At the New York Times, Elizabeth Malkin continues to provide some of the best informed coverage of Honduras in the English language media. Her story on the election lays out clearly the reasons many Hondurans are unhappy with this election, and think it is already stolen: the approval of re-election by a Supreme Court a majority of whose justices owe their office to the current president's actions when he was head of Congress; "reforms" of election processes that give that president's party more control over ballot counting; and the public and notorious evidence of corrupt practices by the same party in the last election.
Meanwhile, Reuters provides what purports to be a simple comparison of the proposed policies of the National Party and Alianza candidates for president. It's textbook example of how to make a selective case without seeming to have an opinion. Start with the characterization of Juan Orlando Hernández as US-friendly and approved by White House Chief of Staff John Kelly. The implication would be that Salvador Nasralla and the Alianza are somehow anti-US. That's not really the difference between the two parties: Honduran political parties all want good relations with the US. What the National Party provides, though, is a willing partner in militarization of policing in Honduras that some US policy makers think is a key to ending drug trafficking (or at least diminishing it). Hernández also has accepted US characterization of undocumented migration to the US as his country's problem, leading him to militarize the borders to stop people fleeing violence in the cities and drug-dominated areas.
Reuters pairs the pro-US characterization of Hernández with a description of the Alianza as supposedly dominated by former president Mel Zelaya, saying "many believe" Zelaya is the "true force" behind the Alianza. This echoes the line taken by the National Party in an attempt to discourage voters in Honduras from supporting the opposition. It ignores the reality that Salvador Nasralla is the Alianza candidate because his insurgent party, the Partido Anti-corrupcíon, ran strongly in the 2013 election. Nasralla leads his own political movement, and the fact that what were competing parties in 2013 have now joined forces is a testament to the common goals of Libre and PAC: removing power from the traditional parties seen as corrupt bastions of an oligarchy.
Reuters also reports that polls show Hérnandez leading. They don't identify the polls, or give a link. Three polling companies were approved to do polls by the Honduran electoral tribunal, a new practice that narrowed the data stream when compared to 2013. One of the approved companies is the consultant used by the National Party. Legally, none of them are allowed to poll after September, so any polls from these official sources would be stale. Private polling done by the parties might be available, but legally, they also cannot share any such information.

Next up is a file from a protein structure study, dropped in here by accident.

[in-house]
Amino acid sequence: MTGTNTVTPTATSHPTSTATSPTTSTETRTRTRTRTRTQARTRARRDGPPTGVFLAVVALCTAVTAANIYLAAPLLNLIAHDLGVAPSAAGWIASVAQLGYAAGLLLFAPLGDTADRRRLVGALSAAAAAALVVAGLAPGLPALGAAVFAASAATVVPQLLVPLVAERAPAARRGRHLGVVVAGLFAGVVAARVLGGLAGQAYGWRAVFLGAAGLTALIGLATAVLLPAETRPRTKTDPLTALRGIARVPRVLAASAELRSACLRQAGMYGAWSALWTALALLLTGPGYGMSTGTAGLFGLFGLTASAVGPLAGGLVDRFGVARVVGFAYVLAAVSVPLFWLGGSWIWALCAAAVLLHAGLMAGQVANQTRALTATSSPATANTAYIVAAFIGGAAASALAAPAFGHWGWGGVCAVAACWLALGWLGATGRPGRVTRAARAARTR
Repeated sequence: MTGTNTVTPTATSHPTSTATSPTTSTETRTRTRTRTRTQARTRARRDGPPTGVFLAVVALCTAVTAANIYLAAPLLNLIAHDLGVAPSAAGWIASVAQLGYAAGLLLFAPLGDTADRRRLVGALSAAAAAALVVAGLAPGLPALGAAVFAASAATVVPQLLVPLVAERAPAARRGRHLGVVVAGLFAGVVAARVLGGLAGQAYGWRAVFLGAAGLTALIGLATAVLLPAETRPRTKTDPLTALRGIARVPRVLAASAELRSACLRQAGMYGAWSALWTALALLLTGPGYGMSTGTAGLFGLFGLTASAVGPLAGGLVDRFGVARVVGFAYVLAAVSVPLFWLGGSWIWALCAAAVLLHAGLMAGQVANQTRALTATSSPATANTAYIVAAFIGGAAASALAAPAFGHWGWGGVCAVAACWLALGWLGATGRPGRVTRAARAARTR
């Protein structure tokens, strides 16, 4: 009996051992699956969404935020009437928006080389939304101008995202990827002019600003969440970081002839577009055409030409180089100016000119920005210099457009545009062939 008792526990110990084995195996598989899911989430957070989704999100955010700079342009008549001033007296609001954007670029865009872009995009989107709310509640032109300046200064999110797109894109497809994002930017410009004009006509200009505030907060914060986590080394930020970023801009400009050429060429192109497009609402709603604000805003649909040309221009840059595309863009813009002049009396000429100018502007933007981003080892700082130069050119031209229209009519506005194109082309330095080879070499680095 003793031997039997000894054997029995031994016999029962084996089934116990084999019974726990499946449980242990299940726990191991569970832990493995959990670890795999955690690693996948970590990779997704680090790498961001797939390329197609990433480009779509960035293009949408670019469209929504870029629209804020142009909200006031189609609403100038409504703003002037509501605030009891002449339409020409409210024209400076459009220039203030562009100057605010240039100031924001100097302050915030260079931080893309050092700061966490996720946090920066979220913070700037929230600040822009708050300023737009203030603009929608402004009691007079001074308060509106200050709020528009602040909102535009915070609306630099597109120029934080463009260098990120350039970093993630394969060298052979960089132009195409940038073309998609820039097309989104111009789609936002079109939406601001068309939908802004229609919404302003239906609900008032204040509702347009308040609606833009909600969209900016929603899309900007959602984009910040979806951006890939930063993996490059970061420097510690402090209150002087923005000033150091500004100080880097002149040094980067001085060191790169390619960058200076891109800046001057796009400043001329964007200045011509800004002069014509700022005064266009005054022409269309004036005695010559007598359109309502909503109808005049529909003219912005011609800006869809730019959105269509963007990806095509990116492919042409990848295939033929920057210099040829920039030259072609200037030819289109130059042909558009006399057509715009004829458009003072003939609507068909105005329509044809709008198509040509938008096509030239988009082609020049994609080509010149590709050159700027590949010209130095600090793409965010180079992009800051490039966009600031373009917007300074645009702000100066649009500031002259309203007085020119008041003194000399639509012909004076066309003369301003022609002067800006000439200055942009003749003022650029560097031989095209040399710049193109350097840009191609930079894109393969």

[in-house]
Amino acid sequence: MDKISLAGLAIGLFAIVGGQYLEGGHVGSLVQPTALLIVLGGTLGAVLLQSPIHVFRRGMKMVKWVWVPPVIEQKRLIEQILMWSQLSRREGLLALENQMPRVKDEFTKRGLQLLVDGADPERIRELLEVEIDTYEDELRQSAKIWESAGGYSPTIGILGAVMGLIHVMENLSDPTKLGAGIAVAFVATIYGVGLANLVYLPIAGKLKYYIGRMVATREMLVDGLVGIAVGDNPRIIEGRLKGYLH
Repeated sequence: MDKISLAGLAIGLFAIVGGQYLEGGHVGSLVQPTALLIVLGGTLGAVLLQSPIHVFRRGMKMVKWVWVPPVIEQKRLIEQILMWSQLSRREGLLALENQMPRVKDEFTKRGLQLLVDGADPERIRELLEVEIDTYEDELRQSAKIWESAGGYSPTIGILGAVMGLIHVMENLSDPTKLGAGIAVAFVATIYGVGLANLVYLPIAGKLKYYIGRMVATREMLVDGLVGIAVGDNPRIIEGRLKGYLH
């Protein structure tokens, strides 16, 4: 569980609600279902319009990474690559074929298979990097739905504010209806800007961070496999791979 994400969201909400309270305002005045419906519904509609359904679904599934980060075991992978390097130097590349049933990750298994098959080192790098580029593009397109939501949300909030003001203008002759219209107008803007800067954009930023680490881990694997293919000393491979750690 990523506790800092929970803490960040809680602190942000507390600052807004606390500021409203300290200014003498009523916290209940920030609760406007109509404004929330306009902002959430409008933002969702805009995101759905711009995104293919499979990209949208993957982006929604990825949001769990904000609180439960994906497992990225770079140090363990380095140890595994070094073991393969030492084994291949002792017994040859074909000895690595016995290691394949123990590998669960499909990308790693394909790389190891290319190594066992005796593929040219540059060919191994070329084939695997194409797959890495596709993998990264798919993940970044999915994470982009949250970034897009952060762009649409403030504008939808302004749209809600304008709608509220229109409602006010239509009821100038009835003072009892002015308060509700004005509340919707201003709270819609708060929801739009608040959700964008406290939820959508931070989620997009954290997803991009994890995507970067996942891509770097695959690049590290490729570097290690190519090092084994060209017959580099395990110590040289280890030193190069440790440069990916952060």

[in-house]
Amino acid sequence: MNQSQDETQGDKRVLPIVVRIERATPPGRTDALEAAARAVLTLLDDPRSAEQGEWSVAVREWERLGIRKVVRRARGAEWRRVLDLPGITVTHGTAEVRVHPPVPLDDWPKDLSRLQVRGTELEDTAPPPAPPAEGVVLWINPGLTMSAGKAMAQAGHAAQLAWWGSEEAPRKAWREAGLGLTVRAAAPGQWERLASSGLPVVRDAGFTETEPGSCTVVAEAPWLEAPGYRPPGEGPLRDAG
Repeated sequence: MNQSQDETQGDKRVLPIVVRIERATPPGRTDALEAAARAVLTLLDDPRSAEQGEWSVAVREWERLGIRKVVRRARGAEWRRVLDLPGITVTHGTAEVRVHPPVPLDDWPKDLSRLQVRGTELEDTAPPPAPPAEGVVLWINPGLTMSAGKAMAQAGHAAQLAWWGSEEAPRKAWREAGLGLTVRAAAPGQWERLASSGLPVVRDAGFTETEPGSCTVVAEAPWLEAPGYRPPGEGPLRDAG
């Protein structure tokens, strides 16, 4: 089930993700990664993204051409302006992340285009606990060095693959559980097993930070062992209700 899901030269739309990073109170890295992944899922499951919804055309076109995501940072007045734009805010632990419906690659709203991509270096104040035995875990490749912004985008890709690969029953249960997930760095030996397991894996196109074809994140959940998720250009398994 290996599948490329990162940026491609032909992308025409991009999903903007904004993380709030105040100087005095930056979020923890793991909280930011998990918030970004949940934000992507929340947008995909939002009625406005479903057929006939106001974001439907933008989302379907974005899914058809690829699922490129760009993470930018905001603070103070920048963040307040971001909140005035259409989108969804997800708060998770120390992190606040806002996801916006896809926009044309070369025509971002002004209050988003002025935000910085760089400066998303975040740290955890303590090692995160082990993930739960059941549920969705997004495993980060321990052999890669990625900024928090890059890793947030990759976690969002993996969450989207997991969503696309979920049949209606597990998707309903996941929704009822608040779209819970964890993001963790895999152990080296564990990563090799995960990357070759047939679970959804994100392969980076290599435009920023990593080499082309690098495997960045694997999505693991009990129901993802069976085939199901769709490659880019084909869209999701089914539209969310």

One effect of published claims that Hernández has an established lead, of course, is to give his election an aura of inevitability. That could hamper efforts already promised by both the Alianza and the Liberal Party (the traditional opposition, depleted in the wake of the 2009 coup and fourth in votes for presidency in 2013) to contest any hint of fraud.
There are already reports from Honduras of intimidation of poll watchers. Some international observers have been refused entry into the country.
TeleSur has a worthwhile infographic showing voting results based on exit polling. So far, Hernández is getting fewer votes than the last published polls, while the Liberal party candidate is drawing significantly more votes.
Obviously, we have no idea which parts of the country this exit polling reflects. But the present numbers show, again, the National Party falling far below a majority, with the number of votes going to the Alianza and Liberal parties together surpassing the National Party vote.
Because of Honduran law, a plurality of votes, no matter how low, will win the office. It will be important to watch how international media report the results: a minority win should not be portrayed as legitimating the National Party. And equally, the international press needs to cover what happens after this election, how complaints are treated, and not accept the deterioration of public trust as somehow inevitable.